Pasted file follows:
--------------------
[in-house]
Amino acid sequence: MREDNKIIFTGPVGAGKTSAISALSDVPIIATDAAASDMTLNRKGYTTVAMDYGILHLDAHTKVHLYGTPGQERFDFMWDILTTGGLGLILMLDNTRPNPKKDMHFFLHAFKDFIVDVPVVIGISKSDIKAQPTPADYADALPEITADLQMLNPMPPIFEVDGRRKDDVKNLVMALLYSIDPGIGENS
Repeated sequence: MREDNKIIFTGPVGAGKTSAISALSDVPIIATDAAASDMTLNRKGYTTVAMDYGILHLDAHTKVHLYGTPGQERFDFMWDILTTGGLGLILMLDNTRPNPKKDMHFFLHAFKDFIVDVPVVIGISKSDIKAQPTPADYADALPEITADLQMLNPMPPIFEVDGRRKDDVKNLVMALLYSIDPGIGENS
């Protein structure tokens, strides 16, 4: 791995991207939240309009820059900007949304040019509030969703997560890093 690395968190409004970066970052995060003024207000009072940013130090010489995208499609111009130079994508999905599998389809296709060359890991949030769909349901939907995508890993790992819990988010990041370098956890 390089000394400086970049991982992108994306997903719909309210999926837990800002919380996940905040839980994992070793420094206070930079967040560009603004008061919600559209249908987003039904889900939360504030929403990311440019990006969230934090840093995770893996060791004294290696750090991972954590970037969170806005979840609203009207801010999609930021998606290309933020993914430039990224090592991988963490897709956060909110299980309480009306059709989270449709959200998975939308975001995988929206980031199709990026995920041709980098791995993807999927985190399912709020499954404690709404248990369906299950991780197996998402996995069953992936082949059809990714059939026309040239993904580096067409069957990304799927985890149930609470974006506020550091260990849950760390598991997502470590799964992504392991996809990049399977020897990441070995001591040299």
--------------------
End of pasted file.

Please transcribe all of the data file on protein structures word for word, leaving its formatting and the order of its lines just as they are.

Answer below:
[in-house]
Amino acid sequence: MREDNKIIFTGPVGAGKTSAISALSDVPIIATDAAASDMTLNRKGYTTVAMDYGILHLDAHTKVHLYGTPGQERFDFMWDILTTGGLGLILMLDNTRPNPKKDMHFFLHAFKDFIVDVPVVIGISKSDIKAQPTPADYADALPEITADLQMLNPMPPIFEVDGRRKDDVKNLVMALLYSIDPGIGENS
Repeated sequence: MREDNKIIFTGPVGAGKTSAISALSDVPIIATDAAASDMTLNRKGYTTVAMDYGILHLDAHTKVHLYGTPGQERFDFMWDILTTGGLGLILMLDNTRPNPKKDMHFFLHAFKDFIVDVPVVIGISKSDIKAQPTPADYADALPEITADLQMLNPMPPIFEVDGRRKDDVKNLVMALLYSIDPGIGENS
């Protein structure tokens, strides 16, 4: 791995991207939240309009820059900007949304040019509030969703997560890093 690395968190409004970066970052995060003024207000009072940013130090010489995208499609111009130079994508999905599998389809296709060359890991949030769909349901939907995508890993790992819990988010990041370098956890 390089000394400086970049991982992108994306997903719909309210999926837990800002919380996940905040839980994992070793420094206070930079967040560009603004008061919600559209249908987003039904889900939360504030929403990311440019990006969230934090840093995770893996060791004294290696750090991972954590970037969170806005979840609203009207801010999609930021998606290309933020993914430039990224090592991988963490897709956060909110299980309480009306059709989270449709959200998975939308975001995988929206980031199709990026995920041709980098791995993807999927985190399912709020499954404690709404248990369906299950991780197996998402996995069953992936082949059809990714059939026309040239993904580096067409069957990304799927985890149930609470974006506020550091260990849950760390598991997502470590799964992504392991996809990049399977020897990441070995001591040299």